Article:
The deciding factor isn’t Bahrain’s reliability as a regional ally or
base space. If that was the issue then Mubarak wouldn’t have been
sold out to the Muslim Brotherhood and Yemen’s President Ali Saleh
would have enjoyed the same backing as the Crown Prince of Bahrain.
Not to mention lesser allies like Tunisia’s President Ben Ali, whom
the Obama administration triumphantly jeered to the exit only to see
him replaced by Islamist Al-Nahda terrorists. It’s not about how good
an ally of America a given country is, but how good an ally of Saudi
Arabia it is.
The only Arab Spring resister to earn a shrug from the Obama
administration was Bahrain. When Saudi tanks rolled into Manama,
there were a few uncomfortable shrugs in Washington D.C., but no
fiery speeches or demands for action. Obama did not take to the
airwaves to announce that he would be violating the War Powers Act,
with a sustained bombardment of the Saudi Peninsula Shield Force,
which was doing the killing. It would have been far easier for Obama
to force the Saudis to take their tanks and go home, than it was to
bring down Gaddafi or than it will be to bring down Assad. And the
fact that it was not done reveals who really pulls the strings on
foreign policy in the White House.
The limited suspension of arms shipments to Bahrain was not met with
an equivalent suspension of arms shipments to Saudi Arabia, because
the United States is not allowed to tell the Saudis what to do.
Instead it’s the Saudis who slapped Uncle Sam around by suspending
their arms purchases as a sign of displeasure. The myth that Saudi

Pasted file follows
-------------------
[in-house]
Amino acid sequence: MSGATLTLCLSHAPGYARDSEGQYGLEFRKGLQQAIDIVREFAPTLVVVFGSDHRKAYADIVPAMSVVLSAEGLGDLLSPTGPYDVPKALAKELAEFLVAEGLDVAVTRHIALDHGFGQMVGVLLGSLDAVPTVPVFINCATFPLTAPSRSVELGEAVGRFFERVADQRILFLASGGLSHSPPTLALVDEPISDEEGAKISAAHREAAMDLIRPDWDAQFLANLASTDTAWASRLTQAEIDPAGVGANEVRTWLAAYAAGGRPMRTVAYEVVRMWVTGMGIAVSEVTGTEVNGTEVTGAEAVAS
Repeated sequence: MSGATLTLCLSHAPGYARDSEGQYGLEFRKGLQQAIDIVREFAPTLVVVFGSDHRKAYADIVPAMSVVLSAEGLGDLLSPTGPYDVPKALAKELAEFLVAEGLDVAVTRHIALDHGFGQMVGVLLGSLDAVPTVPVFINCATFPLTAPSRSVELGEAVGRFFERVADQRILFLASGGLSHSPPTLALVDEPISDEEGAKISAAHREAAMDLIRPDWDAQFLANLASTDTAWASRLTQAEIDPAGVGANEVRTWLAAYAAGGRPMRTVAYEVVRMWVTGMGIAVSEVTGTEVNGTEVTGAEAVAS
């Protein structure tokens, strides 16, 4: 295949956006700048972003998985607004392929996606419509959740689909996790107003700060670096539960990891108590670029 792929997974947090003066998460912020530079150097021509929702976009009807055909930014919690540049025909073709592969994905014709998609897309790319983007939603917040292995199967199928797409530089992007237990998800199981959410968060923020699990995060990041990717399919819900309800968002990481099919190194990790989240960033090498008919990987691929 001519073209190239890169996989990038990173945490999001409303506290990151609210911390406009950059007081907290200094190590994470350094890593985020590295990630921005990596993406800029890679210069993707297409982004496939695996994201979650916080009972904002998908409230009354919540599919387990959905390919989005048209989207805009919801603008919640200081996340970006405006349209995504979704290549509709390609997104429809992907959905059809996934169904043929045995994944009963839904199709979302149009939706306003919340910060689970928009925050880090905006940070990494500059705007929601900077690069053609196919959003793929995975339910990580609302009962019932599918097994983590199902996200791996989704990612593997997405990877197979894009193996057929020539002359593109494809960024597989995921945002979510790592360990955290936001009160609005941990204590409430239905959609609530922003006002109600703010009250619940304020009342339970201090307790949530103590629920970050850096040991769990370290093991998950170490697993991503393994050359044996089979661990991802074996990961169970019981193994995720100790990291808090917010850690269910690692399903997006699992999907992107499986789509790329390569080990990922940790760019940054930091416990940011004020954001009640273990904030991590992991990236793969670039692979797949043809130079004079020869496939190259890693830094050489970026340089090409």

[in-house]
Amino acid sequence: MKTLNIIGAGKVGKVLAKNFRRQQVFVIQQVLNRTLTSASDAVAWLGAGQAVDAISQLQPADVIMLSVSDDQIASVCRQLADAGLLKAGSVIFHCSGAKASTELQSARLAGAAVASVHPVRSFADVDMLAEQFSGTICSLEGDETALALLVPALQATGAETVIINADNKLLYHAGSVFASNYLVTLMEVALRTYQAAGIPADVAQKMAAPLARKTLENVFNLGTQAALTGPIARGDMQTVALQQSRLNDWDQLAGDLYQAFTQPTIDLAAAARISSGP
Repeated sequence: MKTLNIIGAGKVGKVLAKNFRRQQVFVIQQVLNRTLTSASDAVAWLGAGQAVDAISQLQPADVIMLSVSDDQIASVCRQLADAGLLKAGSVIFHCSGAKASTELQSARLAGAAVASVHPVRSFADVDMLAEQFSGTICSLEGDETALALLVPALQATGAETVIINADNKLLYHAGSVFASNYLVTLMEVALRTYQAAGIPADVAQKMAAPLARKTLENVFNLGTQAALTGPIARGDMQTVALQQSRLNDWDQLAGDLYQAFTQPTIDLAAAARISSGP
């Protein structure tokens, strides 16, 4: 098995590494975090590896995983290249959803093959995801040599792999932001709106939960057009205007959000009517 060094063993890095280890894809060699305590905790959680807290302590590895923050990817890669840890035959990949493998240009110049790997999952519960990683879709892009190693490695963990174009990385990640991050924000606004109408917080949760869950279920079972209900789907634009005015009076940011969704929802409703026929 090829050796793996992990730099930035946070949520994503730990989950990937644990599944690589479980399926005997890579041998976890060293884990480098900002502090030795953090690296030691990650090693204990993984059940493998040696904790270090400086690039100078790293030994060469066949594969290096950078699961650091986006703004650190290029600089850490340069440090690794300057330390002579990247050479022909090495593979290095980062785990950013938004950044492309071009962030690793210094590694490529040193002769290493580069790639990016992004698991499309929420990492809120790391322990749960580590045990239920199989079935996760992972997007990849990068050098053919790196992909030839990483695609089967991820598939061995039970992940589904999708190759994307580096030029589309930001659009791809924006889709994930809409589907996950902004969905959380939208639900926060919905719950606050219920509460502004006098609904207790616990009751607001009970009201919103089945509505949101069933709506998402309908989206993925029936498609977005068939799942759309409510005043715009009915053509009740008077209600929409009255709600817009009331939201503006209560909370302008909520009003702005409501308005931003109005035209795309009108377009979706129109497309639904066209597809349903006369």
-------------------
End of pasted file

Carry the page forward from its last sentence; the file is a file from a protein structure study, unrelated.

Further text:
weapons are defensive is used to give the regime a blank check in
Washington D.C., but it’s so much nonsense. Saudi Arabia’s military
is there to expand its territory, whether in Bahrain or Yemen, with
timely interventions from a military machine supplied and trained by
the United States. The House of Saud has always been imperialistic
and it has never had a problem with killing civilians.
Bahrain is the first country on the menu for inclusion into a Saudi
super-state. The tanks in Manama were the leverage to push Bahrain
into that union. A union that is the dawn of a planned Caliphate,
carried out with American weaponry. The United States has counted on
the Saudis to secure the region, but the House of Saud is only
interested in securing the region for itself. It has always been
imperialistic, but its most reliable tool of empire building has not
been military, but political. The local monarchies have ably bought
or co-opted a sizable percentage of Western political, diplomatic and
military elites into building their empire for them.
The Arab League, Saudi Arabia’s puppet, backed the invasion of Libya
and is championing regime change in Syria. If the Obama
administration goes along with this latest war cooked up in Riyadh,
that will be the fourth war that the United States has fought for
Saudi interests. And the wars never seem to end. While the great
hypocritical cry of the humanitarian interventionists in Washington
and London goes up over Syria, no sanctions are leveled against the
Saudis, and no matter how many people end up under the treads of
Saudi tanks, no arms shipments are interrupted.
Truly the Obama administration has the best foreign policy… that
Saudi money can buy. (Copyright © 2012 FrontPageMagazine.com 05/31/12)